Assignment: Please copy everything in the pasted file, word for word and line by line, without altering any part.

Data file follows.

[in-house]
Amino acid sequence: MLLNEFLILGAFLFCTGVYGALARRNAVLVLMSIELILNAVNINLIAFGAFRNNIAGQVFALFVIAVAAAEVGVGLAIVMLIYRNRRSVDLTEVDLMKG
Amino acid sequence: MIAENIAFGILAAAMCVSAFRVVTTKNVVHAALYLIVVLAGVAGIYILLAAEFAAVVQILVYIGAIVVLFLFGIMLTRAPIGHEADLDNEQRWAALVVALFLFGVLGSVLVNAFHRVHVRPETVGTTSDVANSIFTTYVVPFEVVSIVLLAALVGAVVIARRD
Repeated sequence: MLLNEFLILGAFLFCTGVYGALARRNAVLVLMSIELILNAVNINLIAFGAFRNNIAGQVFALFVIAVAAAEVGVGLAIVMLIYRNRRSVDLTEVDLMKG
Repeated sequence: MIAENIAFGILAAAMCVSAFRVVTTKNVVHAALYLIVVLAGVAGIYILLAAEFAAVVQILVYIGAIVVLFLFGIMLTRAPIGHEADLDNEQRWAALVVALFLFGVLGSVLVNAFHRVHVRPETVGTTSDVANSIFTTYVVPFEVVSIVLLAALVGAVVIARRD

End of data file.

[in-house]
Amino acid sequence: MLLNEFLILGAFLFCTGVYGALARRNAVLVLMSIELILNAVNINLIAFGAFRNNIAGQVFALFVIAVAAAEVGVGLAIVMLIYRNRRSVDLTEVDLMKG
Amino acid sequence: MIAENIAFGILAAAMCVSAFRVVTTKNVVHAALYLIVVLAGVAGIYILLAAEFAAVVQILVYIGAIVVLFLFGIMLTRAPIGHEADLDNEQRWAALVVALFLFGVLGSVLVNAFHRVHVRPETVGTTSDVANSIFTTYVVPFEVVSIVLLAALVGAVVIARRD
Repeated sequence: MLLNEFLILGAFLFCTGVYGALARRNAVLVLMSIELILNAVNINLIAFGAFRNNIAGQVFALFVIAVAAAEVGVGLAIVMLIYRNRRSVDLTEVDLMKG
Repeated sequence: MIAENIAFGILAAAMCVSAFRVVTTKNVVHAALYLIVVLAGVAGIYILLAAEFAAVVQILVYIGAIVVLFLFGIMLTRAPIGHEADLDNEQRWAALVVALFLFGVLGSVLVNAFHRVHVRPETVGTTSDVANSIFTTYVVPFEVVSIVLLAALVGAVVIARRD